Robert Manson: Exactly. It helps us too even with the Unbundled because often times I’ll tell people, you know, if you’re going to retain and attorney especially in counties that strict initial case meant what they call initial case management conference, basically meet and greet with the judge. And the social early initial evaluations, you really don’t need the lawyer in until after those fail but it’s not a bad idea to consult with the attorney. So, sometimes a to of people will retain me Unbundled just to be able to call in and say, okay, here is the process and da, da, da and then like I said it’s kind of [inaudible 00:11:58] you go at that point. And that way they have the advice of an attorney without having to come up with a large retainer and that’s been very beneficial.

And then if they decide to retain the attorney, they wait until after that social early initial evaluation. And at that point at time they’ve saved probably about 1,500 to 2,000 in fees that otherwise we just kind of sit there during that process because initial case management conference is set up that no motions can be brought, the judge cannot make any decisions. So, essentially nothing legal is really happening until after the early initial evaluation process is done. I mean, it’s always best to have an attorney if you can afford it and it certainly doesn’t hurt to have them. But especially if you’re a little tight on money, I’ll tell the client you know wait until down the line because having me in there sitting there taking notes may not be the most efficient use of your money.

And that’s one thing that our firm has always done is try to give value. I had a guy come through in law clinics, he’d spend 150,000 with a large law firm downtown and hadn’t been to trial yet and I asked him what was going on and it was just a straight forward custody case, no special circumstances, there were no closely held businesses. I don’t think alimony was an issue. This is a case that if it had been with our firm maybe we would have billed out maybe ten at that point.

I mean, that’s always and that’s why I like your process too, it kind of marshes with our view that it’s important to have the advice of an attorney but not everybody has $100,000 to go spend and there are good ways to spend your money and bad ways to spend your money, and we always look at the cost benefit here, we’ll always tell clients if you … Weren’t the type to go spend $1,000 on a $200 item or do something for principal because it just doesn’t make much sense at that point in time.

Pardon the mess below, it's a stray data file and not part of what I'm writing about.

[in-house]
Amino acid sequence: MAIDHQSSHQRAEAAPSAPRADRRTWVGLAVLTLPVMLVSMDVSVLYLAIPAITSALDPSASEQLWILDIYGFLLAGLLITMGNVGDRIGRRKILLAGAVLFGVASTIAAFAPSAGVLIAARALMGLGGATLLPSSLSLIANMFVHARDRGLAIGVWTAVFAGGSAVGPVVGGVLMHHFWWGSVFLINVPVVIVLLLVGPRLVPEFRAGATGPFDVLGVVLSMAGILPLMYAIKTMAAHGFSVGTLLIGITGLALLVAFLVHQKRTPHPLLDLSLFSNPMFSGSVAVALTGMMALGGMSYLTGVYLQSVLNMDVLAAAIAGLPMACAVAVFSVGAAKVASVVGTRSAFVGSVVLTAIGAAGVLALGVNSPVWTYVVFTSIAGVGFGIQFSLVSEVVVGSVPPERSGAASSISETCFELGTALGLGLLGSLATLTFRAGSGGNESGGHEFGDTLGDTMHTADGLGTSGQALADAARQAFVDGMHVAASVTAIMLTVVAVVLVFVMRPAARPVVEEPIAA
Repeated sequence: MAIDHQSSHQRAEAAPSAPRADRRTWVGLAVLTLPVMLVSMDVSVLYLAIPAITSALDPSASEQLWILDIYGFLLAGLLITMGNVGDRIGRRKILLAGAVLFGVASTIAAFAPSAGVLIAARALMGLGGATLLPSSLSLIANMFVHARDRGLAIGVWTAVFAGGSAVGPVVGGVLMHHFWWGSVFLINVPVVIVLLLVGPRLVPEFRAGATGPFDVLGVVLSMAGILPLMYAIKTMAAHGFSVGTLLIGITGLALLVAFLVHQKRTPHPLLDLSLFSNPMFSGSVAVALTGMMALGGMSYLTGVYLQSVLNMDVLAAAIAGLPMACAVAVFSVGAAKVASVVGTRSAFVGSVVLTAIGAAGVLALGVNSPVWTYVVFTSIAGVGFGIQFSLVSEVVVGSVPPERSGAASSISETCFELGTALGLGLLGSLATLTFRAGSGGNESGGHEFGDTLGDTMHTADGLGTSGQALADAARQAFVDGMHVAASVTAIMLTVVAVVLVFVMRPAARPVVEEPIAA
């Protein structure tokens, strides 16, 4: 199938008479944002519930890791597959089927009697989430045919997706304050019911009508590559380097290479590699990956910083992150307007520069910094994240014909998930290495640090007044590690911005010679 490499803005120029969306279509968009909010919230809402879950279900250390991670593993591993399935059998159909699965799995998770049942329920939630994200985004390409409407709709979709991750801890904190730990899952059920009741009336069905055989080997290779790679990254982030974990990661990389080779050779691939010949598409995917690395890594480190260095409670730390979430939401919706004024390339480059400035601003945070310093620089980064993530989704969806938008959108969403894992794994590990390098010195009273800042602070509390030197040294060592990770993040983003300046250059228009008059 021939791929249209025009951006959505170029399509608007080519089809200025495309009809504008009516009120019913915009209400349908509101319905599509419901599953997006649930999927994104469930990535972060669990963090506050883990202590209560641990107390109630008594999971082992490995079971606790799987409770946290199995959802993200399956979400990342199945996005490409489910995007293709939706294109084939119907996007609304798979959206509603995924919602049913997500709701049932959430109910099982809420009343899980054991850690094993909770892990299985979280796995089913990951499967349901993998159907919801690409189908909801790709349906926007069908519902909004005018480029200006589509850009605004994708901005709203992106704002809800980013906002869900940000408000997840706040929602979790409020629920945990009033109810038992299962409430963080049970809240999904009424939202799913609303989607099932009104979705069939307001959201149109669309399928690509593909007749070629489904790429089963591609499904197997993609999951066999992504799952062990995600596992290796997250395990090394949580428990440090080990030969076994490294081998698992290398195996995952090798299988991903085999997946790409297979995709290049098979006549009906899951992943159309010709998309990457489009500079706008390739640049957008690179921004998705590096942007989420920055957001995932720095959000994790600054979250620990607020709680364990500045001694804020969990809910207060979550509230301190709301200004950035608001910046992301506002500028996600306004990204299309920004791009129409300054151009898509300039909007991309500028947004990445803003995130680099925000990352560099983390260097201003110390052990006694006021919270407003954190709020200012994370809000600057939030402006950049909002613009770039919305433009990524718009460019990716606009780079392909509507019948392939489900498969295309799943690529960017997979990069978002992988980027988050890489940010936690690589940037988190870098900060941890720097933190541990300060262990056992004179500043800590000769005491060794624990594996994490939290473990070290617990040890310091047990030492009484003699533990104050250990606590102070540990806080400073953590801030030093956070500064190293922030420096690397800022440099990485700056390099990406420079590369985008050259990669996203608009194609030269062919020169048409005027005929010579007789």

I mean, custody is always important and that’s kind of an intangible, and that’s something we’ve always focused on. But as far as the rest of it, that somebody come through they pay $8,000 to an attorney and they haven’t even started the case yet. That was drafting a divorce petition that typically we charge $600, $700 bucks. So that’s why I appreciated your approach to the process because it meshes with ours when it comes to giving value. Like I say, a lot of people don’t have tens of thousands of dollars.

Dave Aarons: Yeah, maybe you can talk briefly about that and then we can talk more specifically about kind of the options you offer and so forth. But given the fact that you do offer Unbundled legal services as an option and knowing that they have that initial meet and greet, that first step that they’re going to have to go through, and I will assume in many other courts all across the country there is going to be that initial mediation step where the courts are kind of getting involved to try to encourage parties to kind of resolve things before they go down the litigation path.

How has that affected the way in which you’ve offered Unbundled options, which I would assume that gives you the ability to kind of do a pay as you go where maybe you’re drafting this sort of petition, prepare the case and get everything ready to go so they can file it and then they kind of go to that step and then if it doesn’t work out maybe they can bring you involved. Have you kind of found that kind of initial breaking it in the process and seeing how things go or maybe them hiring you for just pieces of it to get started and then changing the relationship from there. Has that played itself out in that fashion?

Robert Manson: It really has, that’s what we’re finding out. A lot of times people have come through, and we’ll draft maybe a stipulated decree where you’re drafting up an agreement of the parties where this is what they would like to have happen. So, you may draft up someone’s petition for divorce a stipulated decree and they go and present it to the other party, if they sign off great, if they don’t, some times the people at that point will come back and say, okay, it went south or this happened or that happened and I’m going to need an attorney.

So, we’re finding that a fair number of your Unbundled people that start out that way or often time end retaining you down the line because at some point in time the other party gets an attorney or it’s progressed to a point that they need to file documents or we have people that will come back then and sit down and again pay as you go they’ll continue Unbundled. And they’ll say, okay, I have this and this coming up can you help me with this and we’ll help him draft up a motion or an affidavit and then they pay us a lot less at that time as well.

So, we’re finding exactly that and a lot of people are starting out Unbundled and if it works great but if it doesn’t then they decide, okay, at this point then I’m looking to pay the retainer, so it’s kind of a win-win because if it works, it’s good for them, they haven’t spent a lot of money but if it doesn’t work you still have established that relationship and they tend to come back to you then at that point in time, so yeah, it’s been very beneficial.